The research proposed in this project has very high potential to identify new medications to boost the natural ability of stem cells to prevent rejection of transplanted organs. This is a very important goal, because patients that receive a life-saving transplanted organ must take toxic medications that increase their risk for cancer and serious infections.
Experimental clinical trials have recently shown that stem cells given to patients at the same time as they receive their transplanted organ can engraft in the patient and prevent rejection of the transplanted organ, without the need to take immunosuppressive medications. The problem though is that the stem cells don't last forever; they are eventually rejected by the patient's own immune system.
A promising target to prevent rejection of stem cells in patients is a group of primitive molecules that are receptors on stem cells, as well as many other cells in the body. These primitive receptors are called innate immune receptors and they provide the trigger for activation of a cascade of mechanisms that lead to rejection of the stem cells. If the trigger is not pulled, then the stem cells will not be rejected.
Therefore, our proposal focuses on how to block activation of the rejection cascade so that stem cells are able to engraft in the patient and prevent rejection of transplanted organs, without the life-long use of toxic medications.
We have extensive experience studying innate immune receptors and transplantation and therefore are poised to make significant advances in our understanding of how stem cells are rejected by signals that depend on innate immune receptors. Furthermore, once we identify which innate immune receptors are relevant, targeted rationale blockade of these receptors can be proposed.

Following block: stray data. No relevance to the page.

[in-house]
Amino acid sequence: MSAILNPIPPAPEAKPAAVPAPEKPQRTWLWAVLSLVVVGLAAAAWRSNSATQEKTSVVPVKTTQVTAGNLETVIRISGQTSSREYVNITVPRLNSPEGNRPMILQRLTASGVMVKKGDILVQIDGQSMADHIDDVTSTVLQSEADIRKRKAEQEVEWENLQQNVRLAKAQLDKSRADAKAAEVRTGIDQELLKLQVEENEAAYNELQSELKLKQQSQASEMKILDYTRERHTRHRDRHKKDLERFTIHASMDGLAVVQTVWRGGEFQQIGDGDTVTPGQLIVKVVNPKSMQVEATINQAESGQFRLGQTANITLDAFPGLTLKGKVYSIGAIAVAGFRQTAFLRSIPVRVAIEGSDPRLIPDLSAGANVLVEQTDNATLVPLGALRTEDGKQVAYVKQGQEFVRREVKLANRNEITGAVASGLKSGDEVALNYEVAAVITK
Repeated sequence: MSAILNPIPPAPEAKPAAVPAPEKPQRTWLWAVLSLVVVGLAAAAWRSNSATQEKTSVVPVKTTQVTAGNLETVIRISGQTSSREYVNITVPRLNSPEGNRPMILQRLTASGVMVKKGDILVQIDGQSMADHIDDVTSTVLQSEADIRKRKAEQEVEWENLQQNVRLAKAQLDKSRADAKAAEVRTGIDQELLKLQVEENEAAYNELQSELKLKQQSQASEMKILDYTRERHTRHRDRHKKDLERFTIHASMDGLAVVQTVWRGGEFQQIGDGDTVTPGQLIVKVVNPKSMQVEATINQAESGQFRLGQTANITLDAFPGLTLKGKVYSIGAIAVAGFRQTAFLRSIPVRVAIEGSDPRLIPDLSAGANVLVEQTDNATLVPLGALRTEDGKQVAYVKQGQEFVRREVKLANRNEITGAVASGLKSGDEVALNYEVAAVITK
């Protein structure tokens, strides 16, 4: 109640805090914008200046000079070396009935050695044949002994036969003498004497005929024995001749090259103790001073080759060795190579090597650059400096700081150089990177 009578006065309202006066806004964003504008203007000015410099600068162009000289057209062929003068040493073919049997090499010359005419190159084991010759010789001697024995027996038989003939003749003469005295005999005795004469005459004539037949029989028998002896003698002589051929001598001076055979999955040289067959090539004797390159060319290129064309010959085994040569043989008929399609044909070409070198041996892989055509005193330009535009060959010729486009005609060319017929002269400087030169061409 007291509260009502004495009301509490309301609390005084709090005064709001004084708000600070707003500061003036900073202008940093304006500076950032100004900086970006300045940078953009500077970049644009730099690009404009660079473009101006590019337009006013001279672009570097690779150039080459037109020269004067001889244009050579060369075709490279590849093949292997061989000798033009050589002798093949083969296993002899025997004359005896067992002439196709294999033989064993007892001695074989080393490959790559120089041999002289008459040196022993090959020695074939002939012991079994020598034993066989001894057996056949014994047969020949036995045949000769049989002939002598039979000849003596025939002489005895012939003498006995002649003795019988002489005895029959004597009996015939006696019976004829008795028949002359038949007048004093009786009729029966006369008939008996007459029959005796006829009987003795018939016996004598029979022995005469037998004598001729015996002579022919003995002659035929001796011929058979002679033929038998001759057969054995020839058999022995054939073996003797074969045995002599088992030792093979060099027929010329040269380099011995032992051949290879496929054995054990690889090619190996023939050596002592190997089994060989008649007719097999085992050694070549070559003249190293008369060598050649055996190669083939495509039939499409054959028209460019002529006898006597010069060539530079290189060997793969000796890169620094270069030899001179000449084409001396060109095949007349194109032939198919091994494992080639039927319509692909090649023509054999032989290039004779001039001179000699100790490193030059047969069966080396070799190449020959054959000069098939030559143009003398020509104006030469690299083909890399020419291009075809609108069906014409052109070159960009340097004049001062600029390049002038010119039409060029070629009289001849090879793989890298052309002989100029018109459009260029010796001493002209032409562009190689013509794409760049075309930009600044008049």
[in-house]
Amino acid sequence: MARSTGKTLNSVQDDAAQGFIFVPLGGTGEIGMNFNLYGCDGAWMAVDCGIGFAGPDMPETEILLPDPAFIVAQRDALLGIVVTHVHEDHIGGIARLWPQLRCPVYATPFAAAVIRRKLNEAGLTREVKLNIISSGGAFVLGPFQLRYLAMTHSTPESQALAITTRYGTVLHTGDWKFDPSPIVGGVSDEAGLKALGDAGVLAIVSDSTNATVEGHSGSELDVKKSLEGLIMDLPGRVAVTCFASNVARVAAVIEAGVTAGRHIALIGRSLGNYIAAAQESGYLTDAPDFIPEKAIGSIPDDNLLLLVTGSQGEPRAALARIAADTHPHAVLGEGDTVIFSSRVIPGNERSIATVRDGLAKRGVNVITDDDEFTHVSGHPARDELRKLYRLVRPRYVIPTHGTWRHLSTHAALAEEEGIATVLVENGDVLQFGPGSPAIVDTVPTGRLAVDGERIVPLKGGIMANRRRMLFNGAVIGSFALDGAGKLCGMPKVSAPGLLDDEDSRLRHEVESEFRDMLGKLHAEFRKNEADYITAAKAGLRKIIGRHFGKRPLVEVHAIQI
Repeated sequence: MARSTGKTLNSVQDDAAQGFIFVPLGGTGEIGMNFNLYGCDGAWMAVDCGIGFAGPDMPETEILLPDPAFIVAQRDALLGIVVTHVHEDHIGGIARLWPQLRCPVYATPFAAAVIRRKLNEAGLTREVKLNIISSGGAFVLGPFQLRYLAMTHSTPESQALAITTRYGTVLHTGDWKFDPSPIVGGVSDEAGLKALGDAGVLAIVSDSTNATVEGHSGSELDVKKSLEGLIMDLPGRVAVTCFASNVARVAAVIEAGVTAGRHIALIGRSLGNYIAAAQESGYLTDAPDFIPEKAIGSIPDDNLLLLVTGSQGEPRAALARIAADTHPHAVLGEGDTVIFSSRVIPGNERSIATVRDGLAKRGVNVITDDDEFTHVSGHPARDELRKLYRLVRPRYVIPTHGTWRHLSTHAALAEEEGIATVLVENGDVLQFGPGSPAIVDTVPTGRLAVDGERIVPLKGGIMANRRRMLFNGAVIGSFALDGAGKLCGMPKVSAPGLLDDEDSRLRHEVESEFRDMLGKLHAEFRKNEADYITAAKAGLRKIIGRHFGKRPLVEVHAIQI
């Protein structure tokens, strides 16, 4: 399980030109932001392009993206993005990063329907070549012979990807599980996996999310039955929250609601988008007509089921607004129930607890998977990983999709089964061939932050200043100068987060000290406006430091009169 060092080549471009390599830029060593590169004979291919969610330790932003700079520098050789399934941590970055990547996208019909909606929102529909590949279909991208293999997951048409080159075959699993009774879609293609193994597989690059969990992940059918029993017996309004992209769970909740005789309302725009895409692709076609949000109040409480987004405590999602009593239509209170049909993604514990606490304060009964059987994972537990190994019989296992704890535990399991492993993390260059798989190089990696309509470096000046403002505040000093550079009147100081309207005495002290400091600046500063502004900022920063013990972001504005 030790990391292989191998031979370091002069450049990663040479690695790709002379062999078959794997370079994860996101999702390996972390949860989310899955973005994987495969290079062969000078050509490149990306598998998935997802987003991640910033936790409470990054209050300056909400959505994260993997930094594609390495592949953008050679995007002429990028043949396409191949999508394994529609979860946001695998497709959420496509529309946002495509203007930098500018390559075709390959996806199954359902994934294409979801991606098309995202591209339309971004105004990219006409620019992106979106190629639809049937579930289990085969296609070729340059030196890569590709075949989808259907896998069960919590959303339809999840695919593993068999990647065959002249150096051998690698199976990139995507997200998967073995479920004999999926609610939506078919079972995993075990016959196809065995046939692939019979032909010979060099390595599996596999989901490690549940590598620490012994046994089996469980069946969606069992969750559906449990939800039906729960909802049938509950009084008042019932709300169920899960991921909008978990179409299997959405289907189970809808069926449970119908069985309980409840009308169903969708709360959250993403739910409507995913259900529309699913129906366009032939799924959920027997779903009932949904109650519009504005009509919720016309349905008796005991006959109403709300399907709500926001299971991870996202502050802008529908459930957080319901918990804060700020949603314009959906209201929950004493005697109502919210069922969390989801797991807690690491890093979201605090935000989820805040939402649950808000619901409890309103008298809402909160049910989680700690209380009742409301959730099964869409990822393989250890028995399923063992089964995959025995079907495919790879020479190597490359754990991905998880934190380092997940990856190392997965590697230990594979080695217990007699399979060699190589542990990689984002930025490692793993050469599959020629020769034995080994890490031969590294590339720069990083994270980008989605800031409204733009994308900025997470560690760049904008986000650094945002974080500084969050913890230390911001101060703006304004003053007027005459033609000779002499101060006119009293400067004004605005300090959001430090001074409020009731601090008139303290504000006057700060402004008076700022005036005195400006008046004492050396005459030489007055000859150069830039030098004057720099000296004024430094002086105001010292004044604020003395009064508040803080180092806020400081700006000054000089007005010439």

The proposed research will benefit the State of California and its residents by providing important knowledge about new ways to prevent rejection of transplanted organs. Currently, patients with transplanted organs must take life-long toxic medications to prevent rejection of their organs. This proposal will help develop ways to avoid the use of these toxic medications, while allowing life-saving organ transplants to survive in their new host. The use of stem cells in recipients of solid organ transplants is the first new breakthrough in decades for transplantation and therefore it is very important to try to optimize the use of stem cells to allow the survival of transplanted organs without toxic immunosuppressive medications.